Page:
The decrease in the scattering rate is disadvantageous to dielectric strength because scattering between the electron and phonon is the main mechanism of energy loss (cooling). In other words, the material showing a higher loss rate can withstand a higher electric field with a slow increase in the electron energy to the impact ionization threshold. The energy of the electron and applied electric field that satisfy the von Hippel-Fröhlich criterion are found at the threshold energy of impact ionization since the loss rate monotonically increases and the gain rate decreases with the energy of the electron being higher. The rates of energy gain and loss due to electron-phonon scattering are shown in Fig. 2.
For the case of non-strained Si, the minimum electric field for which the rate of gain is larger than the rate of loss for all energy ranges (from CBM to ) is 96.1 MV/m. This field strength is the maximum (intrinsic) dielectric breakdown field of stress-free and defect-free Si. It is hence larger than experimentally measured dielectric breakdown fields, 30 MV/m–54 MV/m.35,36 Under compression, it is clearly seen that a relatively smaller electric field is required for electrons to reach the threshold energy for impact ionization due to significant enhancement of the gain rate and suppression of the loss rate compared to the cases of non-strained Si. As shown in Figs. 2(a) and 2(c), dielectric breakdown occurs at 82.0 MV/m and 134.3 MV/m under 62.2 kbar of compressive stress and -45.6 kbar of tensile stress, respectively.
It is worth noting that the sensitivity of the breakdown field to the stress is more significant under the tensile stress compared to compression as shown in Fig. 3. It is caused by a larger sensitivity of the energy gain rate to field strength when the applied field is larger, as A(E, F) and F show a quadratic relationship.16,20 Based on the calculated breakdown field under stress conditions ranging from 62.2 kbar to -45.6 kbar, an analytic form of the breakdown field (Fb in MV/m) can be written as a function of hydrostatic pressure in kbar,
Although tensile stress can be achieved by experimental methods, e.g., growing the Si layer on substrate materials with a larger lattice constant, such as Ge and SixGe1−x,37,38 direct comparison with current contribution is arduous because the mode of the stress applied in those experimental studies is in-plane. Further theoretical studies on the effect of in-plane stress need to be conducted.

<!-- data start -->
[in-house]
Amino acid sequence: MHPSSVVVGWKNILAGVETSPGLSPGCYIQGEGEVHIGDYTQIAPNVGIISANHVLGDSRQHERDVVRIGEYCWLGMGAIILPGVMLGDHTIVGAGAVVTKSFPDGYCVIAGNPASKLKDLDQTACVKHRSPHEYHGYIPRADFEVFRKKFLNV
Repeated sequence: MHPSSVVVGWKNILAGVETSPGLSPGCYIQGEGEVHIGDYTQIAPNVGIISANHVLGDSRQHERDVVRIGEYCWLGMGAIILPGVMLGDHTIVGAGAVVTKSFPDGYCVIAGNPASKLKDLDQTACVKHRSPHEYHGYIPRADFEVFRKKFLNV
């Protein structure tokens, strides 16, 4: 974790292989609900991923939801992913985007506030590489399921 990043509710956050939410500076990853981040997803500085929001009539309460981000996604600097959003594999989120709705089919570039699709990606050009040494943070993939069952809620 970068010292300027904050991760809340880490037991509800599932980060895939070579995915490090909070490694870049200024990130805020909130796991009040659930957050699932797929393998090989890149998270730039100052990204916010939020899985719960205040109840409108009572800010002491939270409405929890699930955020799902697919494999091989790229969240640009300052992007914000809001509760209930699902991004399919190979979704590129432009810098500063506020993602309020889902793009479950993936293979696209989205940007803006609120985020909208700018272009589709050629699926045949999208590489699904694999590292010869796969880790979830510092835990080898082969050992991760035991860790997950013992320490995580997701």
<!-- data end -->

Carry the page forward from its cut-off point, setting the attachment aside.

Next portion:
In conclusion, we demonstrate the relationship between the dielectric breakdown field of crystalline Si and hydrostatic pressure using quantum mechanical computations. We found that the electron and phonon band structures are significantly affected by applied stress. For each stress condition, the electron-phonon scattering rate is calculated using electron bands from CBM to and the phonon bands. Overall, tensile stresses increase the electron-phonon scattering rates, resulting in higher breakdown fields of Si. We have established the analytic form of the breakdown field as a function of hydrostatic pressure that can be used for the prediction of the breakdown field for the stress conditions ranging from 62.2 kbar to -45.6 kbar. Although the present work applies to crystalline Si with various stress levels, it is expected to provide insights into the stress dependence of dielectric strength of other insulating materials as well.
This letter is based upon the work supported by a Multidisciplinary University Research Initiative (MURI) Grant (N00014-10-1-0944) from the Office of Naval Research. Computational support was provided by the Extreme Science and Engineering Discovery Environment (XSEDE) and the National Energy Research Scientific Computing Center (NERSC). Ying Sun and Clive Bealing are acknowledged for a prior post-Quantum Espresso code development effort to compute the intrinsic dielectric breakdown field. Several useful discussions with Arun Mannodi-Kanakkithodi are gratefully acknowledged.